The English Department had had an exciting summer and fall.
In November, Natasha Trethewey, the Poet Laureate for the Library of Congress, delivered the Charter Lecture and read from her recent book of poems, Thrall, in UGA’s chapel. The reading was also the inaugural event of the university’s Spotlight on the Arts festival. Trethewey is currently a professor of English and Creative Writing at Emory University. The Department is particularly proud of Professor Trethewey because she graduated with a B.A. in English from UGA in 1989.
The English Department had another visitor, this one during the summer, when Dr. Lioba Simon Schuhmacher joined us as a visiting researcher from the Universidad de Oviedo in Spain to work in her area of specialization, Eighteenth-Century British Literature. The department is currently working to develop an exchange program with Ovieda, one of the top universities in Spain, so that our faculty and students can teach and study there.
We have continued our international emphasis by reconceiving our British-Irish Studies Program. This is an interdisciplinary effort to help faculty and students explore the history, art, literature, and culture of Ireland and Great Britain. Undergraduates can take a certificate in the area which helps prepare them for graduate school and for careers in international relations.
The department continues to hire new faculty members. Last year we hired specialists in British Romanticism and American literature. We are now searching for a tenure-track assistant professor of creative writing. Our Creative Writing Program is one of the best in the nation, and we hope to add more depth and breadth to it with our new hire. We are also beginning a search for a lecturer to teach in our award-winning First-Year Composition Program.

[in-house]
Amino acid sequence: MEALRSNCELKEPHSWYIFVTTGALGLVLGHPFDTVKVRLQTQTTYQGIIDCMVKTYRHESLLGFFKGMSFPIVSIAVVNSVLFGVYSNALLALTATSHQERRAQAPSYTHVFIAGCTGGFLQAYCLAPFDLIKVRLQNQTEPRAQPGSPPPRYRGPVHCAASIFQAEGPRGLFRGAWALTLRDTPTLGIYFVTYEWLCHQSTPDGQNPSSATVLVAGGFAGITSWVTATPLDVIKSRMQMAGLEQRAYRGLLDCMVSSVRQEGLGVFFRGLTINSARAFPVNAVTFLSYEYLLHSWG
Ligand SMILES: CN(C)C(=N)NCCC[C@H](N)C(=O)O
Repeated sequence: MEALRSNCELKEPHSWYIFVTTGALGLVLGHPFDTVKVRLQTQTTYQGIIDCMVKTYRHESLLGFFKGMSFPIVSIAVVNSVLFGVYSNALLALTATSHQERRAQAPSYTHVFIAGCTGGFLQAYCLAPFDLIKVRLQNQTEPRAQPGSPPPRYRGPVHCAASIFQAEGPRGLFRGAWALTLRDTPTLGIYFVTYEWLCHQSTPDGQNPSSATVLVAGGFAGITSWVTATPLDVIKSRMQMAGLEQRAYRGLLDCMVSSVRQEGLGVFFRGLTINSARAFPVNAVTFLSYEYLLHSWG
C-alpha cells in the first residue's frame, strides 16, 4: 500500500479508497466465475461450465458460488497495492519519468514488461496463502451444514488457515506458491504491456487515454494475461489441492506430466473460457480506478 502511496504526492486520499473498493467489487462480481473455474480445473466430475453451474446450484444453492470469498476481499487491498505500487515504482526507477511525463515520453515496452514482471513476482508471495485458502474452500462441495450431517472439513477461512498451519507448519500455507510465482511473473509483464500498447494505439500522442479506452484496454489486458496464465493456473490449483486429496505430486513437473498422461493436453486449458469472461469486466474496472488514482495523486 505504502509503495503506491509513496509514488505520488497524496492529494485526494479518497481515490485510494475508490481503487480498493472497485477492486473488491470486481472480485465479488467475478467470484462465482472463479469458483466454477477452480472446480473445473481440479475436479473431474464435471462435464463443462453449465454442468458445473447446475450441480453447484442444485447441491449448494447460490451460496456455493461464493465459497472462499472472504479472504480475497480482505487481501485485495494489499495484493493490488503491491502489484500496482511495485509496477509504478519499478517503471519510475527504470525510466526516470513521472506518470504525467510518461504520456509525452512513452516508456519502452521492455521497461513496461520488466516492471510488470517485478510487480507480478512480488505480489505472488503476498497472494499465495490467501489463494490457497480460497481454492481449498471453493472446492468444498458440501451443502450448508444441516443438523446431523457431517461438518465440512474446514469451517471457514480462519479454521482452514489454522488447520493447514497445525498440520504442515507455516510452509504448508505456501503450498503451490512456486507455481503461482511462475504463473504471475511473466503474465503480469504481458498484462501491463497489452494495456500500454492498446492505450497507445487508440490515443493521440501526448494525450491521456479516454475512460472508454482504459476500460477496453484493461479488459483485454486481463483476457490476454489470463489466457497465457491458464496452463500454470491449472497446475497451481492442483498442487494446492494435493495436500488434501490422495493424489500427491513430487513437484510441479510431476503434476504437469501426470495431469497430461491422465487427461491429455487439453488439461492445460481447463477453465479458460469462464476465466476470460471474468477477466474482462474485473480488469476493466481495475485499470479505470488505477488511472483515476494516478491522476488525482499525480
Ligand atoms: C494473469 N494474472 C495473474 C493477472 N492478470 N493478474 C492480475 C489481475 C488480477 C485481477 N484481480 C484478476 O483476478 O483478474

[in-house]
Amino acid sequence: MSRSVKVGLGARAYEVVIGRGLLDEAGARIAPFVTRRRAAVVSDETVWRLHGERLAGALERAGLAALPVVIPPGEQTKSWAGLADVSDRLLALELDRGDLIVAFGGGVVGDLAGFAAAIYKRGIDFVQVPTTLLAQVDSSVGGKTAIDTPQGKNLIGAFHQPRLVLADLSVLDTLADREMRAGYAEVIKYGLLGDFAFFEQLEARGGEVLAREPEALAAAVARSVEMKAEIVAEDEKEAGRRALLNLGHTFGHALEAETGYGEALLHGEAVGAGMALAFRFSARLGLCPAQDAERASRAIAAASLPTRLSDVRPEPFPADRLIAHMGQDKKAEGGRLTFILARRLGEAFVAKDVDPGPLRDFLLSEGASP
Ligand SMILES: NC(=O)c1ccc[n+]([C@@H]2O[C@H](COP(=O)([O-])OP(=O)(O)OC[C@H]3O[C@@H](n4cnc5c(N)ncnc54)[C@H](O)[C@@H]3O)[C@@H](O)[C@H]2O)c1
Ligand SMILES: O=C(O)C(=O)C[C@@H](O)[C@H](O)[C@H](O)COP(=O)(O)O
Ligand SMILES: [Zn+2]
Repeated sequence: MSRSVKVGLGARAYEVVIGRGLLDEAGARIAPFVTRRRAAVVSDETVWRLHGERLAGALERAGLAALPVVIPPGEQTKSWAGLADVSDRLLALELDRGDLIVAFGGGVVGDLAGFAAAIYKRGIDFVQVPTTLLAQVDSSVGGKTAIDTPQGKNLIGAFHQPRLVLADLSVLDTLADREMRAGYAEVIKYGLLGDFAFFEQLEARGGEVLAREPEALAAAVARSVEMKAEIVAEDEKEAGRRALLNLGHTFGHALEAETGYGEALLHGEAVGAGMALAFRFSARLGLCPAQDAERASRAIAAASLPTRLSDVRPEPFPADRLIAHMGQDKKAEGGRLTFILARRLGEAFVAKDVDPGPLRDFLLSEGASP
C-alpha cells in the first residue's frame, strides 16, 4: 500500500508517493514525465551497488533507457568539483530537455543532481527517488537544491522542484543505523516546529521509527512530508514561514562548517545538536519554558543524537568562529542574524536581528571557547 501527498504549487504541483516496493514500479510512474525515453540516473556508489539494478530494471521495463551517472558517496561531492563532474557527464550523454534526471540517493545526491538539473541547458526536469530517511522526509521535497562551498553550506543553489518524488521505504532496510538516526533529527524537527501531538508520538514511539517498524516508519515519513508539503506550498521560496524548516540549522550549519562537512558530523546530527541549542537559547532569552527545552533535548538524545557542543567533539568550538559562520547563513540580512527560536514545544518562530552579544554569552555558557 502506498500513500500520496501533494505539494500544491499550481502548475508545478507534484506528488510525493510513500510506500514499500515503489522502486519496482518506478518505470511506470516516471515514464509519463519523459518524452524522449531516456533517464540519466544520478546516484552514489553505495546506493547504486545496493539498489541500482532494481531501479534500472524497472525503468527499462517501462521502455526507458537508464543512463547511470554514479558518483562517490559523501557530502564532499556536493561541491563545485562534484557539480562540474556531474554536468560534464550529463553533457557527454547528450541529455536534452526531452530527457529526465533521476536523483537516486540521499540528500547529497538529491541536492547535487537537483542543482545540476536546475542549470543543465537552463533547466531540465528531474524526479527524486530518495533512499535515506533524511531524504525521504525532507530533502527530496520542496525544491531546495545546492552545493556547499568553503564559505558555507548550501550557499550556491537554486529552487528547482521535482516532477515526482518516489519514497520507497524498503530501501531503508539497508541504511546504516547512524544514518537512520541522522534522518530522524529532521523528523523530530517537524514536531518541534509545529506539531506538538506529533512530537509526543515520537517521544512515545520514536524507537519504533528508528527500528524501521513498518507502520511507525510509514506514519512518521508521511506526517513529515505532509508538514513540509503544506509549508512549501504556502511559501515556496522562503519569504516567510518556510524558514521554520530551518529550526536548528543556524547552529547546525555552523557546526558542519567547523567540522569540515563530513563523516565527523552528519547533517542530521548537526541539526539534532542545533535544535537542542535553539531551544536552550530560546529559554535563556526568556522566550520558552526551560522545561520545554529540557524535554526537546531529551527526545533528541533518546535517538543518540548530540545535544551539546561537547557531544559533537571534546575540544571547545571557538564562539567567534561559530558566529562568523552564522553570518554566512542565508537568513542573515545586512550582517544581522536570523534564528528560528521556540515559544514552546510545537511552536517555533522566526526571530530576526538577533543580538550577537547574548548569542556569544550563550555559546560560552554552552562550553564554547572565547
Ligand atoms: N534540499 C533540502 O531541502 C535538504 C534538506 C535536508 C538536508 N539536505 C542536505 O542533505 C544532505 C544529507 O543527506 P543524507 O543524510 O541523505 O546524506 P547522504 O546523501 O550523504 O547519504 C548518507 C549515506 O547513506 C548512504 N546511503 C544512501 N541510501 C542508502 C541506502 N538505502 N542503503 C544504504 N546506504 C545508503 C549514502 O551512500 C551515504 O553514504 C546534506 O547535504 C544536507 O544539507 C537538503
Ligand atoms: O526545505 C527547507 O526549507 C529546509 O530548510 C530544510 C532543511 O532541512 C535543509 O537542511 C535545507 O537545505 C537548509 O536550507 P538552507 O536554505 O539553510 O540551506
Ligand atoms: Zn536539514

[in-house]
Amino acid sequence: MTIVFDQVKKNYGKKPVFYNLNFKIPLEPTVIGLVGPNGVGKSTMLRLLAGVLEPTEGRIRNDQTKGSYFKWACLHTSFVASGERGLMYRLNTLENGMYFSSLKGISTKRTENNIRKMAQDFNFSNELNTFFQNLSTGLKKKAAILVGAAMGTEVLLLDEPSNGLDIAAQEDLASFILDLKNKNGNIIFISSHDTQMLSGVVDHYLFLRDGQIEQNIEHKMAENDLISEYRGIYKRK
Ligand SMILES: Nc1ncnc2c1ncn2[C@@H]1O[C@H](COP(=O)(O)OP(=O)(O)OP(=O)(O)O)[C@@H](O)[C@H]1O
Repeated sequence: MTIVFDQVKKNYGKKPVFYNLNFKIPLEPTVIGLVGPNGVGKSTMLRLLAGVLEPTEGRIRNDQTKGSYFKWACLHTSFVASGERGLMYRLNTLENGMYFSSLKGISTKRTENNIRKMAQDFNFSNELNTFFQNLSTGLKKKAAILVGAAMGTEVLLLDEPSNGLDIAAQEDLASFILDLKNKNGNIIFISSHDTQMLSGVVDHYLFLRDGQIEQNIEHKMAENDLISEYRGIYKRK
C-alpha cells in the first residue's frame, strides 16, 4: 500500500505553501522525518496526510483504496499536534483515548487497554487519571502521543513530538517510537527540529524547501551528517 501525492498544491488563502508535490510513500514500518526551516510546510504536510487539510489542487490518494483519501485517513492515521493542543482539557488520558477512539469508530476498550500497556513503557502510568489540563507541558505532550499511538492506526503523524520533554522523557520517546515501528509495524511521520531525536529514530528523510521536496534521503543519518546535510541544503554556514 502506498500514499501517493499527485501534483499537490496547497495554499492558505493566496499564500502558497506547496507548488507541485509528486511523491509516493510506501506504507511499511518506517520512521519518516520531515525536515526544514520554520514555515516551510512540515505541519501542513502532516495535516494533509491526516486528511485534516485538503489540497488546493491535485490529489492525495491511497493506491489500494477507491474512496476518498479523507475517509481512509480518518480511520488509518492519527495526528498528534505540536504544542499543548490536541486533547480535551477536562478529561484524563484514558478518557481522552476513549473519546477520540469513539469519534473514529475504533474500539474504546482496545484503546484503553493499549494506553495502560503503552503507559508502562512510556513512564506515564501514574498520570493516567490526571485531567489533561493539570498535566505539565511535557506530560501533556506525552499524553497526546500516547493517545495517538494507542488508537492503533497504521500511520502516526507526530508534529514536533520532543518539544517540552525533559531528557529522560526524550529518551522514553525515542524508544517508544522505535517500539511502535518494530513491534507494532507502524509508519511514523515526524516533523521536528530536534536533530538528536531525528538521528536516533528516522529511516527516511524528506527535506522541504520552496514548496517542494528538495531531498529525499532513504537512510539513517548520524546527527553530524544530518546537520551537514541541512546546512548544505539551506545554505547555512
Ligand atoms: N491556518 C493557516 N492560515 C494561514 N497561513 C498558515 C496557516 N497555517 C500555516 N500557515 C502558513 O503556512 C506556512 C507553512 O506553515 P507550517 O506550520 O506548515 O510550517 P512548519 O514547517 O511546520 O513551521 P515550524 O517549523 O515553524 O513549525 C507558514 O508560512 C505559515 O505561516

For more, please read the latest version of the Park Hall Monitor, the department's newsletter.
Judith Ortiz Cofer, Regents and Franklin Professor of English and Creative Writing in the Franklin College of Arts and Sciences, has been named the University of Georgia's 2013 recipient of the Southeastern Conference Faculty Achievement Award.
John Lowe has completed his first semester as the English Department’s new Barbara Lester Methvin Distinguished Professor. In addition to teaching a graduate seminar focused on “Faulkner’s Yoknapatawpha,” he has been very active these last few months at the national level. In October, he attended “Sheer Good Fortune: Celebrating Toni Morrison,” which was held at Virginia Tech. While there, he was videotaped for a new documentary film on the Pulitzer-Prize winning author Toni Morrison and her critical reception. Created and distributed by the Furious Flower Poetry Center, the film is directed and produced by Judith McCray with Joanne Gabbin (associate producer). In addition to Toni Morrison, other featured scholars and writers in the film are Maya Angelou, Edwidge Danticat, Sonia Sanchez, Angela Davis, Nikki Giovanni, Akasha Hull, Opal Moore, and Daryl Dance. In November, Dr. Lowe also presented his paper, “Using 19th-Century U.S. Theatre to Teach the Dynamics of Race and Ethnicity,” at the American Studies Association Conference in Puerto Rico. He is a recipient of the MELUS Lifetime Achievement Award for Outstanding Contributions to the Field of Ethnic American Literatures. Read more...